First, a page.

Fibromyalgia is a chronic illness that causes widespread pain. It is actually a form of “muscular rheumatism”, also commonly known as “soft tissue rheumatism”. [Rheumatism is aches and pains, from 3 structures-the joints (as in arthritis), the bones (as in osteoporosis), or the muscle and soft tissue, i.e. the ligaments and tendons as in fibromyalgia).
People with FMS often have pain in the muscles, ligaments and tendons. The pain is usually felt in specific parts of their body, areas known as pressure points. Common pressure points are the front of the knees, the elbows, the hip joints and around the neck. When a fibromyalgia patient presses on these pressure points, they will feel pain or slight discomfort.
Some sufferers also report concentration and memory problems. Fibromyalgia may also create many other symptoms that feed on each other for example; the jerking of limbs causes a lack of sleep that causes more pain. Fibromyalgia rarely affects men. Approximately 90% of all sufferers are females. According to western data, FMS, which has no specific ethnic predisposition, afflicts females much more than males in an approximate ratio of 20:1.FMS is seen in all age groups from young children through older adults, although for most patients the systems begin in their 20s or 30s.
Studies show that:
1. SCIENTISTS working with the Cochrane Musculoskeletal Group found and analyzed 16 studies that tested over 700 people who had FMS, with most the people women and between the ages of 31 and 55.Among the findings are: Aerobic exercise e.g.: cycling, aerobic dance, whole body aerobics or walking for at least 20 minutes a day, twice a week for 6 weeks improved aerobics (cardiovascular) fitness, tenderness and the intensity of pain in people with FMSJ. Some studies showed that people slept better, were less tired, had an overall sense of well-being, or thought they moved around better or could perform tasks. Exercises to improve muscle strength, such as squats, knee and trunk extensions and bench presses improved pain, strength and reach, and psychological well-being in one study.
2. IN large-patient population studies, about 20% of fibromyalgia patients see a decrease in their major symptoms when they exercise, and 37% specifically feel less pain. Exercise, in these studies, was defined as any activity which increased the heart rate by 40 / 85%; a frequency of at least 3 times a week; duration of at least 20 minutes; and a term of at least 6 weeks.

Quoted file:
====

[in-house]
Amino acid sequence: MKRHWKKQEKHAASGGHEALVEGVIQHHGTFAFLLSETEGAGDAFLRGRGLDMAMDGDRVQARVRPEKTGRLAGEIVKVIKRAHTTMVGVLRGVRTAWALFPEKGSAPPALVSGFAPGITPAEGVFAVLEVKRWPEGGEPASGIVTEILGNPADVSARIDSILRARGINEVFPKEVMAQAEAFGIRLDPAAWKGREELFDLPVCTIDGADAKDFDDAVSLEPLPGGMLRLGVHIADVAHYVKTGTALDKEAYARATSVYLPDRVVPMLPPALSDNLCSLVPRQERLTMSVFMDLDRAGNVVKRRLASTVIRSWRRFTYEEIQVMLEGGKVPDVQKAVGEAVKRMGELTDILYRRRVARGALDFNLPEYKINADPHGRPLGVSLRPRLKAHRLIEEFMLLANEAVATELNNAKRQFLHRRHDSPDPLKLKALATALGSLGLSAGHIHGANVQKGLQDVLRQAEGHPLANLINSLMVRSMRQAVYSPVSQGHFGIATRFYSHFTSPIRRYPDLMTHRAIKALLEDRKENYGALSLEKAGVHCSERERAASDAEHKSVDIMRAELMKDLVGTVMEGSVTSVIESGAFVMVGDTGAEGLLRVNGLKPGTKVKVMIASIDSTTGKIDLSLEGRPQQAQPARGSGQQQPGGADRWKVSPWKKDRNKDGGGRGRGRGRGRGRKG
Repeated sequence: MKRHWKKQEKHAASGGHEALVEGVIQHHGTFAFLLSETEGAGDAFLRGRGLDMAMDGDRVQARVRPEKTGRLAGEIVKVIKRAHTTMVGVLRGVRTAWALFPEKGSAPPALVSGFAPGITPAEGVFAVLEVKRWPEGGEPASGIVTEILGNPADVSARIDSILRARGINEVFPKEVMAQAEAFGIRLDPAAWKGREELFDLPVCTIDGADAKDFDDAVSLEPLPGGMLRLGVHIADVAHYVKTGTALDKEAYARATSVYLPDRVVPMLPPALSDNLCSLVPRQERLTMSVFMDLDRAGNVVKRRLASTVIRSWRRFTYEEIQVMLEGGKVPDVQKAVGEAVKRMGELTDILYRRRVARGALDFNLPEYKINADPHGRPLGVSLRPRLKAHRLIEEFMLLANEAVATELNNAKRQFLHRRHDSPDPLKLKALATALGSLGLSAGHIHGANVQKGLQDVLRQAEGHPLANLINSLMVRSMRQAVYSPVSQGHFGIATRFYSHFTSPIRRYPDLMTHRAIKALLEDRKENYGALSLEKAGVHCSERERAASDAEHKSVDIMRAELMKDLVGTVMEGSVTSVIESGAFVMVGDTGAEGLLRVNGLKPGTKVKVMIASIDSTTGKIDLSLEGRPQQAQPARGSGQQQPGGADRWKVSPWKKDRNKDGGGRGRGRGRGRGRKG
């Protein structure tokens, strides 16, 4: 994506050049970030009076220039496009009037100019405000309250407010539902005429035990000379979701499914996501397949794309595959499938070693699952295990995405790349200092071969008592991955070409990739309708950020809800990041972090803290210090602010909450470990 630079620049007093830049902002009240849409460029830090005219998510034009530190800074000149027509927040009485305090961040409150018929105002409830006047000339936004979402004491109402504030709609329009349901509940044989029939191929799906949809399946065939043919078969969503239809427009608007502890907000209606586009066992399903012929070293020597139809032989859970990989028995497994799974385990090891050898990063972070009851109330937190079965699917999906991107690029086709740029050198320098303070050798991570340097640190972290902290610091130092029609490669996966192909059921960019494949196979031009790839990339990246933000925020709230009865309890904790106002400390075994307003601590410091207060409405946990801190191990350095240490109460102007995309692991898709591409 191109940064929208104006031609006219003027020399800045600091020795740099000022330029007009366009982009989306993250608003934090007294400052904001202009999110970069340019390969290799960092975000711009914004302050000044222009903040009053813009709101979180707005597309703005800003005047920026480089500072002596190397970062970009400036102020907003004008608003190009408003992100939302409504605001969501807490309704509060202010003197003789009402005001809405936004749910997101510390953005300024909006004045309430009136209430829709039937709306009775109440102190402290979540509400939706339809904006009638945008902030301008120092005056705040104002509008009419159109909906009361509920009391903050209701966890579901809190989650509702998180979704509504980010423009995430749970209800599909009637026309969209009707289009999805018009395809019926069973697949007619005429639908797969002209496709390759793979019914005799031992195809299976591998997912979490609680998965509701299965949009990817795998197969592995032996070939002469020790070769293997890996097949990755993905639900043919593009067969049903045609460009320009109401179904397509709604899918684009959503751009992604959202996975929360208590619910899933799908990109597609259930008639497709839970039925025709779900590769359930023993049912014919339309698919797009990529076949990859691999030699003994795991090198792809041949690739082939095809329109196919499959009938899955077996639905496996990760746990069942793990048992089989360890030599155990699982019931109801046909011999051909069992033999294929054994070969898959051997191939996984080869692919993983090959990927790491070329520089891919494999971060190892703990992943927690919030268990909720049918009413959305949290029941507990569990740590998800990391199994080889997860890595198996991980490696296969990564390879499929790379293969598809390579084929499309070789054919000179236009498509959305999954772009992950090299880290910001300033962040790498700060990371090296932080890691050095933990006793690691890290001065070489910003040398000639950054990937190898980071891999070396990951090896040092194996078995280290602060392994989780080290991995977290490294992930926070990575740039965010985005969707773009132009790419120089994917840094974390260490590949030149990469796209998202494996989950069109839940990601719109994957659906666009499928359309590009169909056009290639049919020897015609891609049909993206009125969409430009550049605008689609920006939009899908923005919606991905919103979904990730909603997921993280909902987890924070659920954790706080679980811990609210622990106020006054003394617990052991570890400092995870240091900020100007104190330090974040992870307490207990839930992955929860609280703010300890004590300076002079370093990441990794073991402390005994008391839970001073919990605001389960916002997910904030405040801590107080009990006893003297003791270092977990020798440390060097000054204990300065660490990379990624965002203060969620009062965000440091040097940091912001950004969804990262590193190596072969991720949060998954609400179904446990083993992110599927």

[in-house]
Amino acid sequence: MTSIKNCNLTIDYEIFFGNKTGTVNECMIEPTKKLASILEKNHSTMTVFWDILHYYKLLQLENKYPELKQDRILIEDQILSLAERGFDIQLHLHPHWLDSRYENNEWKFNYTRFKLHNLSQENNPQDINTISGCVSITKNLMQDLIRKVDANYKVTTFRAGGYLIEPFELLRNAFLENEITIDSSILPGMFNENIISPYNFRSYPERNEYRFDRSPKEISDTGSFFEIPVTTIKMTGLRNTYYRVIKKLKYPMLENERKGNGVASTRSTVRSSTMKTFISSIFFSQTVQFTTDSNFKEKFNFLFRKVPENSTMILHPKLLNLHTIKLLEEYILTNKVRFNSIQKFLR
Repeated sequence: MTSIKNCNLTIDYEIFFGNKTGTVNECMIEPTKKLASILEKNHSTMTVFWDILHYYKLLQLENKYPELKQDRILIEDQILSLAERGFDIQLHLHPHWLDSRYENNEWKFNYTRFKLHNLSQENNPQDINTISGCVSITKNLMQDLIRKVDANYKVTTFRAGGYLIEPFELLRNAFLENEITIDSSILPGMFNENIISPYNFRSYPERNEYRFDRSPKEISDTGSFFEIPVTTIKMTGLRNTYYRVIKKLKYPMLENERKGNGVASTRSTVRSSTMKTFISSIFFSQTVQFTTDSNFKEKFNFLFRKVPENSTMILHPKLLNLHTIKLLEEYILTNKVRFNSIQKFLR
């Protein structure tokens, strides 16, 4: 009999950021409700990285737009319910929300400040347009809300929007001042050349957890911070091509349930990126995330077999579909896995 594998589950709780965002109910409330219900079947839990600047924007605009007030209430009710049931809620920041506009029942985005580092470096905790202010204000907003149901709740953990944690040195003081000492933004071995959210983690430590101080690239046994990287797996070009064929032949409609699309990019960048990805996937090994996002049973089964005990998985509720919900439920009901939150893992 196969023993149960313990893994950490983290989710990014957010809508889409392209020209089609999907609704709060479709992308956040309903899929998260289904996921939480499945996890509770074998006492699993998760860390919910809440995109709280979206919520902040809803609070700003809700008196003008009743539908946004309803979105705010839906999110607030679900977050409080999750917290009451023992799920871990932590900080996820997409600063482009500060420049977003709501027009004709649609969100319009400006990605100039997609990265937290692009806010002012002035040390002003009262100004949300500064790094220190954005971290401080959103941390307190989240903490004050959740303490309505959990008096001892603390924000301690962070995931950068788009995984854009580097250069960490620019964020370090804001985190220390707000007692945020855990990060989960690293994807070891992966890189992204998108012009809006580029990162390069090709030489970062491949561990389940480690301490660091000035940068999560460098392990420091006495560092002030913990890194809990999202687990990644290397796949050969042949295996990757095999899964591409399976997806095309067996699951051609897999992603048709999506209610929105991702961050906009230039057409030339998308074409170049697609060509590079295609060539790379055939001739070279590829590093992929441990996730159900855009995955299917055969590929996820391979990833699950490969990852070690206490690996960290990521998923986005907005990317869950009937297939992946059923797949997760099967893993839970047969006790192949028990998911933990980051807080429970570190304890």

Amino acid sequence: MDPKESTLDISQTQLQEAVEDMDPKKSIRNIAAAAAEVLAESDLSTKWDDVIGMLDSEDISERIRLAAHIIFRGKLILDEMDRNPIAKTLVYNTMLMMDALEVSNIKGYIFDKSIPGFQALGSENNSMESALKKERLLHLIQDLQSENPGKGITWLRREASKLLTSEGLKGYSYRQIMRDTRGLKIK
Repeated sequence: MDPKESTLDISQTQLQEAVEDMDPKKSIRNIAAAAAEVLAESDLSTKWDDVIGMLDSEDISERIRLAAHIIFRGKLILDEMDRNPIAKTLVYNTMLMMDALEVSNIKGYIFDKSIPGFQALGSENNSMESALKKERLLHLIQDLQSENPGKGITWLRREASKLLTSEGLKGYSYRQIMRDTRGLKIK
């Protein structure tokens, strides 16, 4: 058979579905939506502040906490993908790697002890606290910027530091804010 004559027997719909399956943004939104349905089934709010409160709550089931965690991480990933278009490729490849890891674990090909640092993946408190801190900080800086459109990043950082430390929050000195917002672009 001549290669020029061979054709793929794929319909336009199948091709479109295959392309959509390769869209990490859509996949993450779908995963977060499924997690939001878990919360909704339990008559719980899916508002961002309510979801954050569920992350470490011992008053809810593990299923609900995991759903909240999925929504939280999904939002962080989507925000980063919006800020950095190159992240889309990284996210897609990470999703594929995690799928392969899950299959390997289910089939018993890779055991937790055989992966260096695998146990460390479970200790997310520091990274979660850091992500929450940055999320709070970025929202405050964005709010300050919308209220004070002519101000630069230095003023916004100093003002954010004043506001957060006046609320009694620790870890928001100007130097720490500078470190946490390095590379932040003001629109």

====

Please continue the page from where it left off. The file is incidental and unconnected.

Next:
3. IN a Norwegian study, 33 women with fibromyalgia who had taken part in exercise and patient education programmes back in early 90s, were interviewed 6-8 years after the programme’s completion, and evaluated on a variety of measures including fibromyalgia symptoms, daily activities, and ability to cope with everyday life.
The finding: All of the 33 still reported widespread pain and 79% still had enough tender points to be diagnosed with fibromyalgia. However, when compared to their conditions 6-8 years earlier, the women who had participated in the programme had fewer tender points and reported significantly less pain and fatigue.
4. IN study, 68 women with fibromyalgia were randomly assigned to a week, twice-weekly exercise programme consisting of either strength training or stretching. The subjects involved in strength training experienced “an improvement in overall disease activity”, which was greater than the improvements reported by those involved in stretching. A year later, the people in the stretching group had pain just like before, but the people in the strengthening group had some protective effect from their exercise.